A &E

Bringing Disney to Life

In the world of cinema, sequels and remakes of popular films are now more common than ever. Some consumers applaud it and come wanting more, while others think of it as a quick and cheap way to make money.

The world famous Walt Disney Pictures has jumped onto this bandwagon, having already remade “Cinderella,” “The Jungle Book,” and the recent “Beauty and the Beast” from animated classics into live action films. According to SCNow, the company already plans on continuing this series, with at least 12 new live action remakes, such as “Mulan” and “The Lion King” already in the works. But the question is: should they?

Disney films play a huge part in the childhoods of past and even future generations. Their films are often what many children are first exposed to.

From Disney’s first hit “Snow White and the Seven Dwarfs” in 1937 to “The Lion King” in 1994, the company has a fierce and strong pedigree that has stuck with many children all the way into adulthood and passed onto their children like a sacred tradition. But why change tradition by remaking these films into live action retellings?

The saying “If it ain’t broke, don’t fix it” strongly applies here, as many of these Disney films have been revered for their characters, the actors’ performances, their musical scores, and mastery of animation. While a reimagining of Disney’s films in a realistic setting isn’t a crime, the purpose is debatable.

Due to Disney’s typical fantasy stories, a large amount of CG animation is being produced anyway. This is especially the case for “The Lion King,” a story with no human characters that would simply utilize CG animals with unnatural lip movements. It seems pointless to remake animation with more animation in a “live action” film.

On the other hand, some Disney films could benefit from being brought to life, such as “Mulan” being based on the Chinese legend. At the same time, certain liberties made by directors can still ruin these films for those who enjoyed the originals. Evening Standard reported that not only would Mulan’s companion Li Shang be replaced by another character, but the film could also potentially cut its memorable songs, such as “I’ll Make a Man Out of You.”

Many are torn by the idea of these remakes distancing too far from their childhoods, but following them too closely could be a problem itself. Independent noted that while the live action “Beauty and the Beast” remake was widely well received, its biggest criticism was following the original too closely. If these live action films have any potential strength, it could be changing past films for the better—such as the controversial “Pocahontas” and “The Hunchback of Notre Dame.”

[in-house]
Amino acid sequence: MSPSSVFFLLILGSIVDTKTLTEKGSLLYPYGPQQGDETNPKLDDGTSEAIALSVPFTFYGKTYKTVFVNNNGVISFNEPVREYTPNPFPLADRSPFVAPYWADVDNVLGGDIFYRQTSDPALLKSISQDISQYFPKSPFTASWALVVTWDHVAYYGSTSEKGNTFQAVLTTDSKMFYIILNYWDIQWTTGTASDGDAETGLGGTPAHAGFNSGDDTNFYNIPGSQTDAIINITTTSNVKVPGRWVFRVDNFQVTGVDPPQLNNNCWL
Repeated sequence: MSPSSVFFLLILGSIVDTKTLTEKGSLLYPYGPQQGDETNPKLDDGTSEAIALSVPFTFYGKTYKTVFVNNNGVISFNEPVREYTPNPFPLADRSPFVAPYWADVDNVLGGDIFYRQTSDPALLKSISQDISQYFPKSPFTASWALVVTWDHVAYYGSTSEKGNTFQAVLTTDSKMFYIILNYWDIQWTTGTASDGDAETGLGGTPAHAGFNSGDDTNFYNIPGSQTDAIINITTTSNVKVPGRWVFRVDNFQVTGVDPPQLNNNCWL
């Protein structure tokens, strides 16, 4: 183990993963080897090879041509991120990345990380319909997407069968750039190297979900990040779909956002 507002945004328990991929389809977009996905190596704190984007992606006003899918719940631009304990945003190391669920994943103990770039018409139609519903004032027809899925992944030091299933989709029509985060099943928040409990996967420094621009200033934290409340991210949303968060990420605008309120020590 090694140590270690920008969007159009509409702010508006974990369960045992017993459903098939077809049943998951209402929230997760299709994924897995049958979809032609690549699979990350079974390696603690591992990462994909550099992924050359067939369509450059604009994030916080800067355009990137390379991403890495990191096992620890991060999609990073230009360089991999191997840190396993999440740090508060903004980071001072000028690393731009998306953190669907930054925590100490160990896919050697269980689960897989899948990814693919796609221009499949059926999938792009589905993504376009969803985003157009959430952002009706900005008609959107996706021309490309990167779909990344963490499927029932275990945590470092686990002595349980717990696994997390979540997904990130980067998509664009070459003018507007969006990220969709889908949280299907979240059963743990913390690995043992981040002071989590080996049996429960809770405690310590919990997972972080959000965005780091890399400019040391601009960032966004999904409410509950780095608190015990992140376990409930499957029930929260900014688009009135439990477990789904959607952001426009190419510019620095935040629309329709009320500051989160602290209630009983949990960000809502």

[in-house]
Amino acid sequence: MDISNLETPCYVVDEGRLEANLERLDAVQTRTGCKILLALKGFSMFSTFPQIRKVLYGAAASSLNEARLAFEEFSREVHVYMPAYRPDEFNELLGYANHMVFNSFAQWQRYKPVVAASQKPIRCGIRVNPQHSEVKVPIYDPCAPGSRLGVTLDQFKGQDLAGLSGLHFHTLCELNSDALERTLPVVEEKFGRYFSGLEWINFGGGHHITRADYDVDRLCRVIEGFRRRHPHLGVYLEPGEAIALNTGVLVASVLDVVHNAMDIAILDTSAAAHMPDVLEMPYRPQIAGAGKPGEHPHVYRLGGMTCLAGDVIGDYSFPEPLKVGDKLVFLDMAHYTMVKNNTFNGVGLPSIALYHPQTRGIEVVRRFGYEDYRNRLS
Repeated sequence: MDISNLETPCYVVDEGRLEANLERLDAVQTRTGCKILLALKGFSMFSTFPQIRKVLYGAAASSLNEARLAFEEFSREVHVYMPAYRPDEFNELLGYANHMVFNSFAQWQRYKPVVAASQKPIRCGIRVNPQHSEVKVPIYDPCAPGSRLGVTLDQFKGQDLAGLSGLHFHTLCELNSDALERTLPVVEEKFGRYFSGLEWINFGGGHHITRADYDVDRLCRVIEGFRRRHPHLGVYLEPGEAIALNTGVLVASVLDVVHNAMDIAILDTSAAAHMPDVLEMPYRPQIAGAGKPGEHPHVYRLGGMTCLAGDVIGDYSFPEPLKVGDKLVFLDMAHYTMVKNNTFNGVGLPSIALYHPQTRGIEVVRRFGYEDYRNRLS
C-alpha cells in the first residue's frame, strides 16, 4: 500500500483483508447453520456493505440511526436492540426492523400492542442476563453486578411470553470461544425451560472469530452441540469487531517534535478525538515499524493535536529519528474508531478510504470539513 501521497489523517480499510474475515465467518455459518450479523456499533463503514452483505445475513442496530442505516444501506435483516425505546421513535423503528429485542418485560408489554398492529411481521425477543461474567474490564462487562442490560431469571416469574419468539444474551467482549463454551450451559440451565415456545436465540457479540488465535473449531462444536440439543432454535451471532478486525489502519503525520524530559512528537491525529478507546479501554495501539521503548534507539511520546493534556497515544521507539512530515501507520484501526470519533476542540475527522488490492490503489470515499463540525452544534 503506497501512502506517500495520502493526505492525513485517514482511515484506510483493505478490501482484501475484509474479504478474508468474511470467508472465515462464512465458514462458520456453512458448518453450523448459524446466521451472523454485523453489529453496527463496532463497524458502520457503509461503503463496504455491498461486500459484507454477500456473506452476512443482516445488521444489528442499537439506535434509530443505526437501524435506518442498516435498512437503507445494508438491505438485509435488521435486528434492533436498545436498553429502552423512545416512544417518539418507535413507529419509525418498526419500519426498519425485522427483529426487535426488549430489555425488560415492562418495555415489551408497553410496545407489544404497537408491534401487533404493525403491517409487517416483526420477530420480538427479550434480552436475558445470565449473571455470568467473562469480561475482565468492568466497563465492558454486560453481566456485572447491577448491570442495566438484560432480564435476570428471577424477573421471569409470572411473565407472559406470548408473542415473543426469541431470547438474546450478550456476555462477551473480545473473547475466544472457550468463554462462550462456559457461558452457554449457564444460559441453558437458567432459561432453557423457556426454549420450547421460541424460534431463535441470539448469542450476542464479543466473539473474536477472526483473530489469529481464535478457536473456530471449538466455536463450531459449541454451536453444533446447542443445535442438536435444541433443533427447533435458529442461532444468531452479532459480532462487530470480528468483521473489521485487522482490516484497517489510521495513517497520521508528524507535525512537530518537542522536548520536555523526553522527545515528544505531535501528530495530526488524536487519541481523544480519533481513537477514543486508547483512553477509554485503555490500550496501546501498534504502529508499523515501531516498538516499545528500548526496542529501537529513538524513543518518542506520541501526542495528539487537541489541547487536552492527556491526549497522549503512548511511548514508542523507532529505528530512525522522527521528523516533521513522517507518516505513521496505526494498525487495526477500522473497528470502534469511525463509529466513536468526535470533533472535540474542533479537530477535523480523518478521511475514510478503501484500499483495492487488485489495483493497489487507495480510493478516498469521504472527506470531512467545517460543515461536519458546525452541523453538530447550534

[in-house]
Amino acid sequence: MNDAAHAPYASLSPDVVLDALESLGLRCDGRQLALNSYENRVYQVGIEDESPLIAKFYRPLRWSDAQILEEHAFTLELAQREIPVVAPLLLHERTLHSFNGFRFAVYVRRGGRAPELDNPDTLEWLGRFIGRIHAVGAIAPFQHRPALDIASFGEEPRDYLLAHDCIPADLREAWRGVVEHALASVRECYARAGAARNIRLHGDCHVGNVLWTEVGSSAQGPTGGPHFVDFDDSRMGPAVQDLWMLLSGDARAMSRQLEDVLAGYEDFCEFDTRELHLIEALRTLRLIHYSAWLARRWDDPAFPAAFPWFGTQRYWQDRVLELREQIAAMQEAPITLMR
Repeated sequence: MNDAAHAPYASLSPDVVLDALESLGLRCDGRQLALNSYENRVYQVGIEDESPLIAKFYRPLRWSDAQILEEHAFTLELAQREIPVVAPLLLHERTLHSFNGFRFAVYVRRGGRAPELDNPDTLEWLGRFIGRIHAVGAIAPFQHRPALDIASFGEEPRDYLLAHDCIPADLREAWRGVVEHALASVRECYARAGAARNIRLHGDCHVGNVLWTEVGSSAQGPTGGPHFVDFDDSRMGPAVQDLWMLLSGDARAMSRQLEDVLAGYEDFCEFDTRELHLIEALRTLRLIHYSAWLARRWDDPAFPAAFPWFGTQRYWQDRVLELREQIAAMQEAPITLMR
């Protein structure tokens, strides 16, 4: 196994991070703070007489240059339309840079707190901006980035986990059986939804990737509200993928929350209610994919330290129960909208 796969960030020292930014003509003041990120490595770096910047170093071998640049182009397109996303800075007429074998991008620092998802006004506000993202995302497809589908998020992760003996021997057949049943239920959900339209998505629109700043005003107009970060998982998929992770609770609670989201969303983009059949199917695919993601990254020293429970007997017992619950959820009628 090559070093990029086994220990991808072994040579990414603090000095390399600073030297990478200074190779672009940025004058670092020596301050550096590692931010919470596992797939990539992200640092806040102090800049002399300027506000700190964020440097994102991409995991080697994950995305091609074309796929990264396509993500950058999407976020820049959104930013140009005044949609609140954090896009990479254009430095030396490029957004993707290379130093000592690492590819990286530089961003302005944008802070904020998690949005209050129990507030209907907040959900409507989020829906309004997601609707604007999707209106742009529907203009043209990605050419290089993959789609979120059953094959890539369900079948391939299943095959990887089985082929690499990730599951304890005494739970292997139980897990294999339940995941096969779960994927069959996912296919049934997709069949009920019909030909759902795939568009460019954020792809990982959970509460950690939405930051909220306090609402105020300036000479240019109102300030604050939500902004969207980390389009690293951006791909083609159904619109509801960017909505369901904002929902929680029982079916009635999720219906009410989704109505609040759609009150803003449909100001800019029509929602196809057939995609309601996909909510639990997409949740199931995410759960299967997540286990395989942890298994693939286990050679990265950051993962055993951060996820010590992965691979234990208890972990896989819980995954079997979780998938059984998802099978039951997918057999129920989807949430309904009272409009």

The question still stands: Why should Disney bother to bring their already loved animated hallmarks to life? The obvious answer is money. According to Deadline, as of Mar. 30, the recent “Beauty and the Beast” has already grossed $751.1 million internationally. With several more films to come and utilizing popular actors, such as Emma Watson, Disney is sure to bring in huge earnings with so many big names in a single package.

At the same time, this isn’t the first time Disney has attempted live action remakes. In 1996, “101 Dalmatians” starred popular actors, like Glenn Close and Hugh Laurie. The remake was successful enough to even spawn its own sequel, “102 Dalmatians” in the year 2000.

It’s ironic to see a company founded upon and known for its stellar animation to be relying on live action remakes for massive amounts of profit. The idea itself seems ultimately pointless when Disney has already made it big with their stories and characters in the past and continues to do so with recent hits, like “Frozen” and “Moana.”

However, nostalgia is undoubtedly an easy way to persuade and attract customers. Only time will determine whether Disney’s efforts in these new live action remakes will become tradition for families in the future or be overshadowed by their original counterparts.

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